Monday, September 30, 2013

Training log - Week ending 9/29/13

This week was 37 miles of “real running” plus 6 “miles” pool running, and 9000 yards of swimming (and a lotta stepmilling) -- training log is here.  

Another week and we're still progressing.  The sciatica's pretty much gone.  And the plantar is progressing nicely, enabling me to ramp up the running again.  It's not gone yet, but it's following that familiar path of improvement.  Fingers crossed. 

Plantar Fasciitis, like any tendonitis, is a bitch to deal with.  While stress fractures and broken bones have a clear time line and protocol for how to handle, connective tissue injuries can be really individual.  They can be gone in a week, or linger for months to years.  What works for one person screws up another.  And so you get the conflicting advice.  One doctor tells you to take Ibuprofen, the other tells you not to.  One person swears by orthotics, the next by going barefoot.  Some say you should run, while others say you should rest.

After giving it way too much thought, here's my hypothesis.  (And no, I have absolutely no medical/health training.  But this is my blog, so I'm allowed to waste pixels on stuff like this).

There's a lot of discussion about the role of inflammation in healing.  It's an oversimplification, but inflammation is how you heal - it's the body sending resources to the site of the injury to repair.  However, too much inflammation can be a bad thing - if the inflammatory process is a crew of construction vehicles going to a work site, then too much inflammation is gridlock.  Plus, the swelling that results from inflammation can itself irritate tissue, and perpetuate inflammation.

But, on the other hand, if you have NO inflammation, then you don't heal.  Tendonosis, not tendonitis.

So, it seems to me that healing a soft tissue injury is about hitting the optimal level of inflammation.  Not too little, not too much.

And different people are....different, with differing levels of inflammatory response.  One person might have a very strong inflammatory response, and need to beat it down with NSAIDs, ice, and rest.  Those are probably the people that can take Aleve and rest for a few days, and then be ready to go (hate them).  Another might have a weak response, and need to kick start it with stuff like dry needling and exercise.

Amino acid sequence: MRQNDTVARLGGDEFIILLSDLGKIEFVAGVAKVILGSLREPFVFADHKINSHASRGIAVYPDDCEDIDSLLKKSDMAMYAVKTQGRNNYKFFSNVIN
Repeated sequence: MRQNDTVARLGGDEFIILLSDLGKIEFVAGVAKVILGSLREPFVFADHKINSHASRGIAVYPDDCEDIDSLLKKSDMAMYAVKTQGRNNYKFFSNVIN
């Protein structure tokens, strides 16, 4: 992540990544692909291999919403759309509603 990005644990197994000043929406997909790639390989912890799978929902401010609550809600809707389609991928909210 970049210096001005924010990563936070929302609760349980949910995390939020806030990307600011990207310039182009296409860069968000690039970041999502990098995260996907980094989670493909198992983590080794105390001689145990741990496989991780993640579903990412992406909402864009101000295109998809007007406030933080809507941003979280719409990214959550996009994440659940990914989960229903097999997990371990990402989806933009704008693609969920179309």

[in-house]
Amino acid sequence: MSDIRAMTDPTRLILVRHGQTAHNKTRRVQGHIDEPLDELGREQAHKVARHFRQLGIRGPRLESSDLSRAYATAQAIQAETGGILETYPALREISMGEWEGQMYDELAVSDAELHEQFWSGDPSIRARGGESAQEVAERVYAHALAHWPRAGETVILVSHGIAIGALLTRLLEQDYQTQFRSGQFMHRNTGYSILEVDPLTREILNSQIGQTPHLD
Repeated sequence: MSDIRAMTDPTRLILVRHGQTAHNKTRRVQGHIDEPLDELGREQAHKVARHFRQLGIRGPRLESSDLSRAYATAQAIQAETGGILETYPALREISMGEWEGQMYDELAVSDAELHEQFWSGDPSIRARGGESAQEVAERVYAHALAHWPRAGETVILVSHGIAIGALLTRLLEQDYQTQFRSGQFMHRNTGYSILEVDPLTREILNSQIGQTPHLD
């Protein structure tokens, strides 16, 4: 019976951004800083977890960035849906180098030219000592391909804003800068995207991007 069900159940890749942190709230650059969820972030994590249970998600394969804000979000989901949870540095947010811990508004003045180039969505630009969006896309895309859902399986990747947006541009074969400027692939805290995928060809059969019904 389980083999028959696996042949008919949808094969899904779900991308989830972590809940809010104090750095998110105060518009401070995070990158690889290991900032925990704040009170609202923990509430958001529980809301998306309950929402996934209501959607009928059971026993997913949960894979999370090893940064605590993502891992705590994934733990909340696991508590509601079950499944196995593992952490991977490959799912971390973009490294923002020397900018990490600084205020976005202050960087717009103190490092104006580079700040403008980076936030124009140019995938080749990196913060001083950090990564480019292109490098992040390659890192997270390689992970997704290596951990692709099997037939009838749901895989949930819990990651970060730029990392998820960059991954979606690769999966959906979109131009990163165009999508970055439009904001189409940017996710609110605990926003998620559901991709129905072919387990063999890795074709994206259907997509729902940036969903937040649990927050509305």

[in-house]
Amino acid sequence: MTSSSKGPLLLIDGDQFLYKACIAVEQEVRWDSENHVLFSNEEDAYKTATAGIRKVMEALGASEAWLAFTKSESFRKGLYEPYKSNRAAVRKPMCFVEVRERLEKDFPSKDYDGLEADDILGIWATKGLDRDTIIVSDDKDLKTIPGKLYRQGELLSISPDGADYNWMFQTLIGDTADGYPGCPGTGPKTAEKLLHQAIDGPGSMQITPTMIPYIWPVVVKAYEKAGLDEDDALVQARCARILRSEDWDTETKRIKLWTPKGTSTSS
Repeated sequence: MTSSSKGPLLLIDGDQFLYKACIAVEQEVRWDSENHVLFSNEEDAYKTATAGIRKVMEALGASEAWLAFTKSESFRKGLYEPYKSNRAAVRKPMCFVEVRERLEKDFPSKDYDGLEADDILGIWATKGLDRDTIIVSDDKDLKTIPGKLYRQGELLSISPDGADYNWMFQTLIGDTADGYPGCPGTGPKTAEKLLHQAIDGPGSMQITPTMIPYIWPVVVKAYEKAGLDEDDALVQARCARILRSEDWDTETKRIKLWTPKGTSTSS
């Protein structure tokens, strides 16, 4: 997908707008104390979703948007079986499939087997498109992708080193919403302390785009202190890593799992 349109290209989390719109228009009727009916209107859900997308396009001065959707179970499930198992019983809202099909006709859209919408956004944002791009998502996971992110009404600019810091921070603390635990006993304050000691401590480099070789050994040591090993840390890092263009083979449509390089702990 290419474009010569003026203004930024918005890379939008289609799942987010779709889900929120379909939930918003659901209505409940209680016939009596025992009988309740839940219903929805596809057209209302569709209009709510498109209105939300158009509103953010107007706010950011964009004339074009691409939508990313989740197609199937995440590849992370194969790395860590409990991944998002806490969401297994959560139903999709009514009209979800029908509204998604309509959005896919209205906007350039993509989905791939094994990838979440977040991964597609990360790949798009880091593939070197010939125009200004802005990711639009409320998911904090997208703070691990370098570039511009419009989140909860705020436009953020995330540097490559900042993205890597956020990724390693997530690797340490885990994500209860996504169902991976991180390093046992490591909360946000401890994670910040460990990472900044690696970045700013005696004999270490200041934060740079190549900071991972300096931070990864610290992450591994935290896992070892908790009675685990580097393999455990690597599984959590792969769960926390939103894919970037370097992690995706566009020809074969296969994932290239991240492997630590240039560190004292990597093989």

Or maybe you're in the middle or have some mix of the two.   That's where I think I am.  If I just rest, absolutely nothing happens.  If I work it gently, then I get a bit of inflammation, which promotes the healing.  Of course, if I overdo it, then I inflame it too much, or damage the tissue, and set myself back.  For myself, it's all about hitting the proper balance.  When a tendonitis issue is in its initial stage and really inflamed, then I need to stay off of it, and maybe pop some Aleve.  But as soon as I'm over that first hump, I need to be provoking it, carefully, to heal.  Two weeks of gentle runs (starting at a mile or so, and building) is a lot more effective than two weeks off (I've tried both).

And yes, if you're curious, here what does and doesn't work for me for plantar fasciitis.  NOTE: this is for me, not for anyone else.  Everyone really needs to figure out what works for them.

massage foot with golf ball, ART, dry-needling, heating pad (after initial flare has passed), strassburg sock, walking around barefoot (after initial flare has passed), gentle running in low drop shoes, foot strengthening, eccentric heel drops, stretching calves.  Also NSAIDs, but only during initial flare.

Doesn't work:
full rest (after initial flare), ice foot bath, iontophoresis, orthotics, heel pads, very cushioned shoes.


In the morning, 50 minutes of pool-running for "5 miles", followed by upper body strengthwork and injury prevention work.  Foam rolling at night.

In the morning, 8 miles easy (8:25), and then a stepmill workout of 8x2:00 hard, 1:00 recovery, followed by 1500 yards of swimming.  Foam rolling at night.

:   In the morning, 7 miles very easy (8:42), followed by yoga and then 2500 yards of swimming.  Massage at night.

In the morning, some upper body weights and then a yoga class, followed by 1500 yards of swimming.  Foam rolling at night.

In the morning, 10 miles, mostly easy, but with a mile at 7:12 pace to test things out, followed by a stepmill workout of 6x2:00 hard, 1:00 recovery.  Foam rolling at night.

In the morning, a pretty tough yoga class followed by 2500 yards of swimming.    Upper body weights and foam rolling in the afternoon.

In the morning, 12 miles as a progression run (8:33 for first 3.5 miles, 7:43 for next 5.5, 7:03 for next 2, and then jogged a half mile cooldown to get me to 12), followed by a stepmill workout of 6x2:00 hard, 1:00 recovery and then 1500 yards of swimming.   In the afternoon, took a yoga class.  Some foam rolling at night.

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